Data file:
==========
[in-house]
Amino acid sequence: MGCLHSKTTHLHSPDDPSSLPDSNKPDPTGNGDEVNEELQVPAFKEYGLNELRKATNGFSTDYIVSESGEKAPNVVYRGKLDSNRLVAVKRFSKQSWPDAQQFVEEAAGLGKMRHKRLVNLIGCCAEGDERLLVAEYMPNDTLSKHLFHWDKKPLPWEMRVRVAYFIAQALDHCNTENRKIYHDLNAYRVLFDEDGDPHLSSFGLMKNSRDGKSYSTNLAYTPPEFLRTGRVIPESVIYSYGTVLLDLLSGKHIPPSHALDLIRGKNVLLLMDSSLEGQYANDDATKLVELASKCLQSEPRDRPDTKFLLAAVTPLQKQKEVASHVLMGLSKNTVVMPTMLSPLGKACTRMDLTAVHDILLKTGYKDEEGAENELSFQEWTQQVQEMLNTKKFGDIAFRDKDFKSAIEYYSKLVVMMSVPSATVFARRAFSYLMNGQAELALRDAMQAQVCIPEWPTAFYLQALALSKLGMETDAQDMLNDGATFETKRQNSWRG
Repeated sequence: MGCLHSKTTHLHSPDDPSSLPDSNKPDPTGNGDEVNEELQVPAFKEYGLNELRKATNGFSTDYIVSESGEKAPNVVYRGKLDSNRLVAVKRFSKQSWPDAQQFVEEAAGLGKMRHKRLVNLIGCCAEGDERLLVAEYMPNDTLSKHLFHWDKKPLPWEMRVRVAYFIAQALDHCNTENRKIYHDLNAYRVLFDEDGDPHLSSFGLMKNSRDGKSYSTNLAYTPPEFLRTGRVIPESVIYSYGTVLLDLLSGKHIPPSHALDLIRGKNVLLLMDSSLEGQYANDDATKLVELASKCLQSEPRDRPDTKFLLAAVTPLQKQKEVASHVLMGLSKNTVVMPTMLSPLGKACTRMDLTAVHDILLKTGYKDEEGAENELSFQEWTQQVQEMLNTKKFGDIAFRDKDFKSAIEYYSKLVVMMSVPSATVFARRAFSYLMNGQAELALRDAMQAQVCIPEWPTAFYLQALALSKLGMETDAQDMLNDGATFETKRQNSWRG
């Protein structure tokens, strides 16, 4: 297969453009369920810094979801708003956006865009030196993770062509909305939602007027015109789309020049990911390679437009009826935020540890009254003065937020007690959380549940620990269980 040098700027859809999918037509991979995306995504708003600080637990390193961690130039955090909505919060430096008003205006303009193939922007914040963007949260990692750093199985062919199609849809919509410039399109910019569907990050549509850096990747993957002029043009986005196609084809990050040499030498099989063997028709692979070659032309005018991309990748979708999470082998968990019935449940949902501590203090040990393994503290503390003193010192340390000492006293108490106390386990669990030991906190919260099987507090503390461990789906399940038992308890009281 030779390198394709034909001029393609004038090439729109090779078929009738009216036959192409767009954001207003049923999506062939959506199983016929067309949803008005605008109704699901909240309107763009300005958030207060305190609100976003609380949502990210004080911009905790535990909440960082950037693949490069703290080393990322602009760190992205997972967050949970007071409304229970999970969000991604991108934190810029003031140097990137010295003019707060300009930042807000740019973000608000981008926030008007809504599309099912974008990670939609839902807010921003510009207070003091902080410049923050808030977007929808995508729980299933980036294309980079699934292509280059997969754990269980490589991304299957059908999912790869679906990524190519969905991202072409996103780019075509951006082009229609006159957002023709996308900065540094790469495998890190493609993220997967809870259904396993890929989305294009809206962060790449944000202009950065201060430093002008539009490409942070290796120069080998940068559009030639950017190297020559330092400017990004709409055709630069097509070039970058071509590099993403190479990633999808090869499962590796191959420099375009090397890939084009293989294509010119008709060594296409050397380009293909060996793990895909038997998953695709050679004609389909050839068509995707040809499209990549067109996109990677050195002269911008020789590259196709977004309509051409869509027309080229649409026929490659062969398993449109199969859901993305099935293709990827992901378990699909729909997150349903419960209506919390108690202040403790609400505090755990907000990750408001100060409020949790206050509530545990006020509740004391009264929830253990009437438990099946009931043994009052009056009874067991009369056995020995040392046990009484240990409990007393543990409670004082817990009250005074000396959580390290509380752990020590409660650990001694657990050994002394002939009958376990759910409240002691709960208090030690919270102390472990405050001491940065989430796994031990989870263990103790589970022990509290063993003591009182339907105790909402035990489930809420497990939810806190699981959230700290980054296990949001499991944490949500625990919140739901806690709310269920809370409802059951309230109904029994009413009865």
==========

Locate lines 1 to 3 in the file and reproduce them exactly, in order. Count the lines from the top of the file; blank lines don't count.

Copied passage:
[in-house]
Amino acid sequence: MGCLHSKTTHLHSPDDPSSLPDSNKPDPTGNGDEVNEELQVPAFKEYGLNELRKATNGFSTDYIVSESGEKAPNVVYRGKLDSNRLVAVKRFSKQSWPDAQQFVEEAAGLGKMRHKRLVNLIGCCAEGDERLLVAEYMPNDTLSKHLFHWDKKPLPWEMRVRVAYFIAQALDHCNTENRKIYHDLNAYRVLFDEDGDPHLSSFGLMKNSRDGKSYSTNLAYTPPEFLRTGRVIPESVIYSYGTVLLDLLSGKHIPPSHALDLIRGKNVLLLMDSSLEGQYANDDATKLVELASKCLQSEPRDRPDTKFLLAAVTPLQKQKEVASHVLMGLSKNTVVMPTMLSPLGKACTRMDLTAVHDILLKTGYKDEEGAENELSFQEWTQQVQEMLNTKKFGDIAFRDKDFKSAIEYYSKLVVMMSVPSATVFARRAFSYLMNGQAELALRDAMQAQVCIPEWPTAFYLQALALSKLGMETDAQDMLNDGATFETKRQNSWRG
Repeated sequence: MGCLHSKTTHLHSPDDPSSLPDSNKPDPTGNGDEVNEELQVPAFKEYGLNELRKATNGFSTDYIVSESGEKAPNVVYRGKLDSNRLVAVKRFSKQSWPDAQQFVEEAAGLGKMRHKRLVNLIGCCAEGDERLLVAEYMPNDTLSKHLFHWDKKPLPWEMRVRVAYFIAQALDHCNTENRKIYHDLNAYRVLFDEDGDPHLSSFGLMKNSRDGKSYSTNLAYTPPEFLRTGRVIPESVIYSYGTVLLDLLSGKHIPPSHALDLIRGKNVLLLMDSSLEGQYANDDATKLVELASKCLQSEPRDRPDTKFLLAAVTPLQKQKEVASHVLMGLSKNTVVMPTMLSPLGKACTRMDLTAVHDILLKTGYKDEEGAENELSFQEWTQQVQEMLNTKKFGDIAFRDKDFKSAIEYYSKLVVMMSVPSATVFARRAFSYLMNGQAELALRDAMQAQVCIPEWPTAFYLQALALSKLGMETDAQDMLNDGATFETKRQNSWRG